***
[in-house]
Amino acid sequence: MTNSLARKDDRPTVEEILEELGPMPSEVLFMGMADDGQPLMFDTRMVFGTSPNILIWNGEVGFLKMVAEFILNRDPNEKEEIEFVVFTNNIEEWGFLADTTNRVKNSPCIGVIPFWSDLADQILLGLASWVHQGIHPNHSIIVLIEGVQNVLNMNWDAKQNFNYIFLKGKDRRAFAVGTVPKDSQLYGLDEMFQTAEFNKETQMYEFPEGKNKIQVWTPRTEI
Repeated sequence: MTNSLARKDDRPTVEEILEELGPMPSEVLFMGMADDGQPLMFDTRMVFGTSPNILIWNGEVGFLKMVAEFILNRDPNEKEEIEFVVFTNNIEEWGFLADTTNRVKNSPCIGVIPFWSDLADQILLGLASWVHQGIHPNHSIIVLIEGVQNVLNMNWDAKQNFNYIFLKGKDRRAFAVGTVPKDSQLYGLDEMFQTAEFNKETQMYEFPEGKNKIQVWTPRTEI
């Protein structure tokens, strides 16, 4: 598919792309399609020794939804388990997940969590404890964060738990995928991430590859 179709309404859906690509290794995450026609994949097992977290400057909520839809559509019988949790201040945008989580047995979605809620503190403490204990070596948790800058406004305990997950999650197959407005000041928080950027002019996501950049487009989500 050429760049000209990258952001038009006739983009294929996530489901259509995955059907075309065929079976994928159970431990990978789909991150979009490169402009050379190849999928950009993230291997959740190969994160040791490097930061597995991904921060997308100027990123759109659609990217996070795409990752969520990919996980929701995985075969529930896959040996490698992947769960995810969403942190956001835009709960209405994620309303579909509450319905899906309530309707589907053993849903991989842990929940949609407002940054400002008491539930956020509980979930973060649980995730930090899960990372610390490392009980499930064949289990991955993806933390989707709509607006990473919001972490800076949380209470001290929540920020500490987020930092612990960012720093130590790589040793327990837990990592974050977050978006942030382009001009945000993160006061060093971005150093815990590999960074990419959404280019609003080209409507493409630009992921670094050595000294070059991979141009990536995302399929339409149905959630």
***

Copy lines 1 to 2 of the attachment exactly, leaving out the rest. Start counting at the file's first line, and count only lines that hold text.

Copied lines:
[in-house]
Amino acid sequence: MTNSLARKDDRPTVEEILEELGPMPSEVLFMGMADDGQPLMFDTRMVFGTSPNILIWNGEVGFLKMVAEFILNRDPNEKEEIEFVVFTNNIEEWGFLADTTNRVKNSPCIGVIPFWSDLADQILLGLASWVHQGIHPNHSIIVLIEGVQNVLNMNWDAKQNFNYIFLKGKDRRAFAVGTVPKDSQLYGLDEMFQTAEFNKETQMYEFPEGKNKIQVWTPRTEI